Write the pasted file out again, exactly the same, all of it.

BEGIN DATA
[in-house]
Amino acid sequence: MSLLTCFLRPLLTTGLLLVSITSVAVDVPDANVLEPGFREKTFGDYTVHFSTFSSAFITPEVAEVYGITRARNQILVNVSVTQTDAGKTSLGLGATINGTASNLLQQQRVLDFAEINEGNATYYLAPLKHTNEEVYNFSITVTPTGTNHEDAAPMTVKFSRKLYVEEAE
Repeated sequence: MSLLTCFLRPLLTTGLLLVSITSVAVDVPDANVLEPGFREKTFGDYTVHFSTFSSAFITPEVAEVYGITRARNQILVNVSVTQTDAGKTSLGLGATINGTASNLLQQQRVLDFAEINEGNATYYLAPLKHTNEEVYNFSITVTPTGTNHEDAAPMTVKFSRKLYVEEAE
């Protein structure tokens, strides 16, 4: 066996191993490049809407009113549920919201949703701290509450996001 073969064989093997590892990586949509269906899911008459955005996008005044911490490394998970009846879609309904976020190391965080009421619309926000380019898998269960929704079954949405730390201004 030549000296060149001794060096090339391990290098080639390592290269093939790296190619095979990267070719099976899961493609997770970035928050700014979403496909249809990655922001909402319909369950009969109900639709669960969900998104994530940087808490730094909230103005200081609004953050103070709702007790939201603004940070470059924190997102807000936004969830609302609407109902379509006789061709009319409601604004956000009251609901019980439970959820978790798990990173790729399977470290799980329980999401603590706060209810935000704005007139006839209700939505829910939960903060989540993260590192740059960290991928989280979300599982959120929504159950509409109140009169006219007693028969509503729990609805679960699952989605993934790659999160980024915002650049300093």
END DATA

[in-house]
Amino acid sequence: MSLLTCFLRPLLTTGLLLVSITSVAVDVPDANVLEPGFREKTFGDYTVHFSTFSSAFITPEVAEVYGITRARNQILVNVSVTQTDAGKTSLGLGATINGTASNLLQQQRVLDFAEINEGNATYYLAPLKHTNEEVYNFSITVTPTGTNHEDAAPMTVKFSRKLYVEEAE
Repeated sequence: MSLLTCFLRPLLTTGLLLVSITSVAVDVPDANVLEPGFREKTFGDYTVHFSTFSSAFITPEVAEVYGITRARNQILVNVSVTQTDAGKTSLGLGATINGTASNLLQQQRVLDFAEINEGNATYYLAPLKHTNEEVYNFSITVTPTGTNHEDAAPMTVKFSRKLYVEEAE
């Protein structure tokens, strides 16, 4: 066996191993490049809407009113549920919201949703701290509450996001 073969064989093997590892990586949509269906899911008459955005996008005044911490490394998970009846879609309904976020190391965080009421619309926000380019898998269960929704079954949405730390201004 030549000296060149001794060096090339391990290098080639390592290269093939790296190619095979990267070719099976899961493609997770970035928050700014979403496909249809990655922001909402319909369950009969109900639709669960969900998104994530940087808490730094909230103005200081609004953050103070709702007790939201603004940070470059924190997102807000936004969830609302609407109902379509006789061709009319409601604004956000009251609901019980439970959820978790798990990173790729399977470290799980329980999401603590706060209810935000704005007139006839209700939505829910939960903060989540993260590192740059960290991928989280979300599982959120929504159950509409109140009169006219007693028969509503729990609805679960699952989605993934790659999160980024915002650049300093």